Facebook says that the new update is rolling out “gradually” to users so not all users may see the update immediately.

#app-maker, #computing, #facebook, #google-daydream, #messenger, #mixed-reality, #netflix, #oculus, #samsung-gear-vr, #sidequest, #social-media, #software, #technology, #virtual-reality, #vr, #wearable-devices


Pebble founder launches Beeper, a universal chat app that works with iMessage and others

Decades ago, a software program called Trillian introduced a way for internet users to interact with multiple IM networks, like ICQ, AIM and MSN Messenger, in a single window. Now, Pebble founder and Y Combinator Partner Eric Migicovsky is revisiting this concept, but this time with a focus on centralizing access to modern-day chat applications. Through the newly launched app, Beeper, users can connect with 15 different messaging services, including WhatsApp, Telegram, Signal, Instagram and Twitter DMs, Messenger, Skype, Hangouts and others — even, through a few tricks, iMessage.

Migicovsky says he first came up with the idea for a universal chat app while working on the smartwatch pioneer Pebble, before its acquisition by Fitbit.

“We really wanted Pebble to be able to send iMessages, but we could never figure out a way to do it because there’s no API for iMessage,” he explains. But the idea for Beeper came to a head two years ago when he learned about a protocol called Matrix. “All of Beeper is built on top of Matrix, which is this open-source federated, encrypted messaging protocol,” he says.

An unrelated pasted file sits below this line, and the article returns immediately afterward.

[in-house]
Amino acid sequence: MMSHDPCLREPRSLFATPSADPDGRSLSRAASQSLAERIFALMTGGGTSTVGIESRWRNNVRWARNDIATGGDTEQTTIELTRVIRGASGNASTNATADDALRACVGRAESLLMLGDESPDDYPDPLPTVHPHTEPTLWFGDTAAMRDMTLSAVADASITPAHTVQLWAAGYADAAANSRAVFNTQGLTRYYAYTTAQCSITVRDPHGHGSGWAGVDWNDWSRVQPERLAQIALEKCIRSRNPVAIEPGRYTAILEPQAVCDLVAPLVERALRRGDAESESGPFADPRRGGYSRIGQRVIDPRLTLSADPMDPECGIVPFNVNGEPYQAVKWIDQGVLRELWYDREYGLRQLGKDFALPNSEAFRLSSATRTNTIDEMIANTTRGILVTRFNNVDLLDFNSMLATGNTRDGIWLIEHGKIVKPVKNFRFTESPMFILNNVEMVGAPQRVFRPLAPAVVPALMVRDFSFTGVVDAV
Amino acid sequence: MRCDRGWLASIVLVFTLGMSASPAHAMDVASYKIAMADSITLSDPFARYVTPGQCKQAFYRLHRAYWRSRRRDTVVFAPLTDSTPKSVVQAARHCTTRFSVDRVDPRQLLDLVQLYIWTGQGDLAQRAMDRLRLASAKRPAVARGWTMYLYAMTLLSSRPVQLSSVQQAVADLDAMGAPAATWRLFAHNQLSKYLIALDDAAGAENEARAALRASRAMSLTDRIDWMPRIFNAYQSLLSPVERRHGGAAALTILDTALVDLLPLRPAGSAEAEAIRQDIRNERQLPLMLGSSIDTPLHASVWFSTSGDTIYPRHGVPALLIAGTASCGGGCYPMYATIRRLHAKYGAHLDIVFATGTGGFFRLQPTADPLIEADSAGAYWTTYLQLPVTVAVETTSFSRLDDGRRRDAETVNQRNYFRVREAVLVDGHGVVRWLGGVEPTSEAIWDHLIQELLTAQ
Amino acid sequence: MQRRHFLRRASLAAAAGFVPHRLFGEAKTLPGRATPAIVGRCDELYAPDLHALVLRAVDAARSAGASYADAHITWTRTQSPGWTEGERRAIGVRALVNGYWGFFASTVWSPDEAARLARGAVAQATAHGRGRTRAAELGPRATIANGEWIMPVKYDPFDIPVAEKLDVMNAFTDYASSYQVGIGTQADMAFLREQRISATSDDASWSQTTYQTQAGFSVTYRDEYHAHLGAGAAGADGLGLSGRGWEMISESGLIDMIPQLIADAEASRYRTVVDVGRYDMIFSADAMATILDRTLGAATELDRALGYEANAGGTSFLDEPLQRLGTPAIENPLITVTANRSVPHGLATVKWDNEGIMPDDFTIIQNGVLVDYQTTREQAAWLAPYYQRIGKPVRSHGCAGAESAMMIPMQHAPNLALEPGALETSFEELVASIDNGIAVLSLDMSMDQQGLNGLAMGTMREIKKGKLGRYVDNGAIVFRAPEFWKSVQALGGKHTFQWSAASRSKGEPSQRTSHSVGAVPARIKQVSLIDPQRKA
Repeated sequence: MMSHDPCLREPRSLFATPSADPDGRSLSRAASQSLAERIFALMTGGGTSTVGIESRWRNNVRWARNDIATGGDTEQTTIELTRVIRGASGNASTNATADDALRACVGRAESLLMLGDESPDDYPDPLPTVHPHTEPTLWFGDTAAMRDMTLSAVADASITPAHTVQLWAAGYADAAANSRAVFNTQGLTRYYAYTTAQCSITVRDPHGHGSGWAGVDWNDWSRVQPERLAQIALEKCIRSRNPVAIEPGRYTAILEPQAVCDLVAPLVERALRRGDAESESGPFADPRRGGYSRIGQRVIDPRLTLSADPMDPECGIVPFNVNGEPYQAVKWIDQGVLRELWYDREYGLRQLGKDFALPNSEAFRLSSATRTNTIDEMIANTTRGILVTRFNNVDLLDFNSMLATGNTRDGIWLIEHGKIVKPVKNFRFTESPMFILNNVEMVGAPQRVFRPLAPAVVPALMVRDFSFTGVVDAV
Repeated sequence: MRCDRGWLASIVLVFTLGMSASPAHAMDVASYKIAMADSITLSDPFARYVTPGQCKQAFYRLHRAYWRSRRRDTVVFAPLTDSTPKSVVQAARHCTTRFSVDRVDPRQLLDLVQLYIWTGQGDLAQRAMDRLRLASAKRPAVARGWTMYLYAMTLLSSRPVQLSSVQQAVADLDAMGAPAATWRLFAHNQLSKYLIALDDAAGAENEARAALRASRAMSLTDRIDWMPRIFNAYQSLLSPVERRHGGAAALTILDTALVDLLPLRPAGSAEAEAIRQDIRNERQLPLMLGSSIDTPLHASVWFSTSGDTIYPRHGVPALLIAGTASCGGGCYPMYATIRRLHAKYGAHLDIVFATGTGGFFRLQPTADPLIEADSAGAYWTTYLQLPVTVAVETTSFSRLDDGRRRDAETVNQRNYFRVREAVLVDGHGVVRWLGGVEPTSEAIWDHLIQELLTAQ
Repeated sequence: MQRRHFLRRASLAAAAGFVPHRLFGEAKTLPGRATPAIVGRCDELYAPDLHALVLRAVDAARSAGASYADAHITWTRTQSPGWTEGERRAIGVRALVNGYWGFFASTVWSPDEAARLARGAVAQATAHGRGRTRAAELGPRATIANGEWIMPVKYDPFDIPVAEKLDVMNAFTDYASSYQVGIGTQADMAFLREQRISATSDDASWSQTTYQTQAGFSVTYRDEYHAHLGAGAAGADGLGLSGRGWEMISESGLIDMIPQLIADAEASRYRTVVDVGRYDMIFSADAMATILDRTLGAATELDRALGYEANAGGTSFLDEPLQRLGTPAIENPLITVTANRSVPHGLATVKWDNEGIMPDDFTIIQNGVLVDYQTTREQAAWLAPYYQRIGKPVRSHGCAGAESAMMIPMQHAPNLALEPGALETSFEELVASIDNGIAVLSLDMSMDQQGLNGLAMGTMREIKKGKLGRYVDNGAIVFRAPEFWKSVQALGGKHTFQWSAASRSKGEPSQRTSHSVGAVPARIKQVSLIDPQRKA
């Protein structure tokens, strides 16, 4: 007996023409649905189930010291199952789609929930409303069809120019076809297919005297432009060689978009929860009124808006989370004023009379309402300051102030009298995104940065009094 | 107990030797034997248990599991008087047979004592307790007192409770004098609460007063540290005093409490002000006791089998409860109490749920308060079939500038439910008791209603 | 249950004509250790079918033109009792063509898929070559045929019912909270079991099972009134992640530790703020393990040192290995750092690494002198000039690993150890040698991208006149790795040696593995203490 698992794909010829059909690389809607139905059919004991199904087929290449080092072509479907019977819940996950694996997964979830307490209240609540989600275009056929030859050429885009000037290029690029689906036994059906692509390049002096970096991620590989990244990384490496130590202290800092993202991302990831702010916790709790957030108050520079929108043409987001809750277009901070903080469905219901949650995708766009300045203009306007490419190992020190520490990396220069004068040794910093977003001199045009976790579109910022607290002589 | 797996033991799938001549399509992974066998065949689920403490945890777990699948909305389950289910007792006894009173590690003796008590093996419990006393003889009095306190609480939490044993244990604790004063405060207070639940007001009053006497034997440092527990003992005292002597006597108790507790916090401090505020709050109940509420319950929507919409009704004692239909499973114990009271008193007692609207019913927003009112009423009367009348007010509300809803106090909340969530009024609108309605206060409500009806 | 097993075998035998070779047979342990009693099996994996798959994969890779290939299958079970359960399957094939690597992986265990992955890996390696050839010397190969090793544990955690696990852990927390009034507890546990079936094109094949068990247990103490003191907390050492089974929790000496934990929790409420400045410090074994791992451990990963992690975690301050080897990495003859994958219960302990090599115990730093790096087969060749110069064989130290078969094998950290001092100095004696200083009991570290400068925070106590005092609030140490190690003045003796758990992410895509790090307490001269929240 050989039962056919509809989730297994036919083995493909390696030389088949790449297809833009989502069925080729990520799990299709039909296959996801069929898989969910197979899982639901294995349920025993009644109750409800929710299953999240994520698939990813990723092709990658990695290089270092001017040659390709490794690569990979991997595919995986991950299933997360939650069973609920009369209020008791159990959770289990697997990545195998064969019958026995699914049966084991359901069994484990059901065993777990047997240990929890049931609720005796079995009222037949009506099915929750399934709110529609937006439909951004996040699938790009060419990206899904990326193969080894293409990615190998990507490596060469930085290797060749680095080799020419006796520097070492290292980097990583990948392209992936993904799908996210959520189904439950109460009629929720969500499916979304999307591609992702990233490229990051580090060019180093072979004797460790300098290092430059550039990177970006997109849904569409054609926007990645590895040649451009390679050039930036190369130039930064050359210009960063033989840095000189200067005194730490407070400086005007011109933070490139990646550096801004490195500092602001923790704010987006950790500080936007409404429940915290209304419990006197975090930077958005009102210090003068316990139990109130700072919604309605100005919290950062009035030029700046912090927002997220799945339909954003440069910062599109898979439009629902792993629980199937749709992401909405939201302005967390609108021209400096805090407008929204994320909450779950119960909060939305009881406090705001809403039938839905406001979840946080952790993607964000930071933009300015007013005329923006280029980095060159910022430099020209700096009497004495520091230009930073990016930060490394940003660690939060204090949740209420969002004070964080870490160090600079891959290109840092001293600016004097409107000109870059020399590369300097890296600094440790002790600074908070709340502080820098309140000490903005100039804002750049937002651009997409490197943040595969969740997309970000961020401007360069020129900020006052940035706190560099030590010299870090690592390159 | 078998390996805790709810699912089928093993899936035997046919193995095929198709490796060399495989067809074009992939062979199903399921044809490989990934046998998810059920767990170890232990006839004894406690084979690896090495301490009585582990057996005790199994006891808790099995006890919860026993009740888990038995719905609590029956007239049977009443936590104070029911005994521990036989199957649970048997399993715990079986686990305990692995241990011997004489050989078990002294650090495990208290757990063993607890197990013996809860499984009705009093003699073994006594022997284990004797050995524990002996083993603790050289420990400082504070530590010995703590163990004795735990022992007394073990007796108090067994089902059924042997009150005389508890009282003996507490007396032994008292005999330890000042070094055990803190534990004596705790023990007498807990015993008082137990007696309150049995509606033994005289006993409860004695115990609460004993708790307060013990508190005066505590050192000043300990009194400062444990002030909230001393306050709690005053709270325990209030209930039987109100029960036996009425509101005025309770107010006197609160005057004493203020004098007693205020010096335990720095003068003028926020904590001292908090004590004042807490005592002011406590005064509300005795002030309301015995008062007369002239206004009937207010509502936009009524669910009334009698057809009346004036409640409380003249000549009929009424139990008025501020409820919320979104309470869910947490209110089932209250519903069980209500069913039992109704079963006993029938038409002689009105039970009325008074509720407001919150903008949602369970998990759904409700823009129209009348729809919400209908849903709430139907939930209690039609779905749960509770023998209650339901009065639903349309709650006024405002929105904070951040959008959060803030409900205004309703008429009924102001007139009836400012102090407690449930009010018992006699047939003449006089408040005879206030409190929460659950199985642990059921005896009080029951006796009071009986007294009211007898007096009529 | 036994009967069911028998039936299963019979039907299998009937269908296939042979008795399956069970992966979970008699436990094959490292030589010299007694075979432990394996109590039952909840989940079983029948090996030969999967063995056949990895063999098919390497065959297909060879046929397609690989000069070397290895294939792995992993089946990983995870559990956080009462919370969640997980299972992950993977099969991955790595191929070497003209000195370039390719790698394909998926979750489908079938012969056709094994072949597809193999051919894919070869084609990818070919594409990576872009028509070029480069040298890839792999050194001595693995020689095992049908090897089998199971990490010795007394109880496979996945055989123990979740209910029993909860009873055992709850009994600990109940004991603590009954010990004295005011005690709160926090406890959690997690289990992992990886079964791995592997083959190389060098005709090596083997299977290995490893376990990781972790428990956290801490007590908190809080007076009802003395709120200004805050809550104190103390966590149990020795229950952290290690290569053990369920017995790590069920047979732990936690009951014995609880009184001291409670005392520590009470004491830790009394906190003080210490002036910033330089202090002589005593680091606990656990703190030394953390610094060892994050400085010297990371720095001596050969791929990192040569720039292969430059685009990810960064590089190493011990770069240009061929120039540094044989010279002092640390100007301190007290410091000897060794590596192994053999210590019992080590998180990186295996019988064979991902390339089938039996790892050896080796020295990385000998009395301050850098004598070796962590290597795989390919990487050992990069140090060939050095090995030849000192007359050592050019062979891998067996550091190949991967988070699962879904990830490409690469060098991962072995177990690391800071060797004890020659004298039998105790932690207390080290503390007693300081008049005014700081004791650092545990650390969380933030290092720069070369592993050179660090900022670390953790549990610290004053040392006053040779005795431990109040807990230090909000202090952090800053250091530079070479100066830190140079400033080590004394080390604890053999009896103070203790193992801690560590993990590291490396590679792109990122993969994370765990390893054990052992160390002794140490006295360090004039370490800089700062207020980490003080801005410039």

Migicovsky describes Matrix as mostly “a hacker thing,” but believes it’s starting to take off among developers. Basically, Matrix offers an API that allows developers to connect with other chat networks using a “bridge,” which relays the messages back and forth from one side to another.

“When I learned about that, I was like ‘hey, we could build Trillion using Matrix,’” Migicovsky says.

Image Credits: Beeper

Migicovsky began to work on Beeper as a side project with Tulir Asokan, a Matrix contributor he met in a Matrix chat room.

To make Beeper (previously called Nova) work with all the different chat apps, they had to build these connecting “bridges.” This code is also open-sourced and available at

“We think it’s really important for people to know what code they’re running — so it’s all open source. People can inspect it,” notes Migicovsky.

Because of this, people also don’t have to pay Beeper the $10 per month it’s charging for access to the service. If they know what they’re doing, they can just run the bridges on their own servers, if they choose.

While every messaging platform has its own unique setup in Beeper, making iMessage work was the most complicated. And the workaround here is somewhat involved, to put it mildly.

Beeper actually ships its users an old, jailbroken iPhone (iPhone 4S, because it’s cheap) to serve as the bridge. The code installed on the iPhone reads and writes to the database file where your iMessages are stored. The iPhone encrypts the messages with your own private key and then sends it over the Beeper network. This means Beeper, the company, can’t read your messages, Migicovsky says.